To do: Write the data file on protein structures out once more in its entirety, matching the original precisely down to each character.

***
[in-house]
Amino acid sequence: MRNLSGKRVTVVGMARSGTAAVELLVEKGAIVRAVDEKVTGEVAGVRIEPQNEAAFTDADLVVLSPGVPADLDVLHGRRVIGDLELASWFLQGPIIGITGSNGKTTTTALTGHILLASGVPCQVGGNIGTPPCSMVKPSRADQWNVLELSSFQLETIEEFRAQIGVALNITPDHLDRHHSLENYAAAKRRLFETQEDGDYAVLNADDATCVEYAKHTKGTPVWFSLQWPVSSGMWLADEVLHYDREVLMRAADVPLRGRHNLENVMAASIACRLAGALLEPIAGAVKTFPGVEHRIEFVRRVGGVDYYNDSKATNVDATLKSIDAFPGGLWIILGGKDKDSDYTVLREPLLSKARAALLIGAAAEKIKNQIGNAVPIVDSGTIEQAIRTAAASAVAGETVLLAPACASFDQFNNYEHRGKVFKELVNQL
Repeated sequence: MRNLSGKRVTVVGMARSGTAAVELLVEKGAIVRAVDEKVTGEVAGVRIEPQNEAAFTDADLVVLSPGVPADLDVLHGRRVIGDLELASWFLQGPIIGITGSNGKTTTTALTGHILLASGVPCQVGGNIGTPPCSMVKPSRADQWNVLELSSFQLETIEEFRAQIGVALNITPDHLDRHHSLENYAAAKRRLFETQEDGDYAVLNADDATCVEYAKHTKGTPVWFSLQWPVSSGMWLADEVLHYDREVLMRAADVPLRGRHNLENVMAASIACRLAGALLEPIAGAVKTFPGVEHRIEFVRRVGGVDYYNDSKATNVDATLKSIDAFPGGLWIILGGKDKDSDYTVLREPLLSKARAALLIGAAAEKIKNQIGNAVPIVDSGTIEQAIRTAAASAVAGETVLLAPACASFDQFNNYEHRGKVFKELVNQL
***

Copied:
[in-house]
Amino acid sequence: MRNLSGKRVTVVGMARSGTAAVELLVEKGAIVRAVDEKVTGEVAGVRIEPQNEAAFTDADLVVLSPGVPADLDVLHGRRVIGDLELASWFLQGPIIGITGSNGKTTTTALTGHILLASGVPCQVGGNIGTPPCSMVKPSRADQWNVLELSSFQLETIEEFRAQIGVALNITPDHLDRHHSLENYAAAKRRLFETQEDGDYAVLNADDATCVEYAKHTKGTPVWFSLQWPVSSGMWLADEVLHYDREVLMRAADVPLRGRHNLENVMAASIACRLAGALLEPIAGAVKTFPGVEHRIEFVRRVGGVDYYNDSKATNVDATLKSIDAFPGGLWIILGGKDKDSDYTVLREPLLSKARAALLIGAAAEKIKNQIGNAVPIVDSGTIEQAIRTAAASAVAGETVLLAPACASFDQFNNYEHRGKVFKELVNQL
Repeated sequence: MRNLSGKRVTVVGMARSGTAAVELLVEKGAIVRAVDEKVTGEVAGVRIEPQNEAAFTDADLVVLSPGVPADLDVLHGRRVIGDLELASWFLQGPIIGITGSNGKTTTTALTGHILLASGVPCQVGGNIGTPPCSMVKPSRADQWNVLELSSFQLETIEEFRAQIGVALNITPDHLDRHHSLENYAAAKRRLFETQEDGDYAVLNADDATCVEYAKHTKGTPVWFSLQWPVSSGMWLADEVLHYDREVLMRAADVPLRGRHNLENVMAASIACRLAGALLEPIAGAVKTFPGVEHRIEFVRRVGGVDYYNDSKATNVDATLKSIDAFPGGLWIILGGKDKDSDYTVLREPLLSKARAALLIGAAAEKIKNQIGNAVPIVDSGTIEQAIRTAAASAVAGETVLLAPACASFDQFNNYEHRGKVFKELVNQL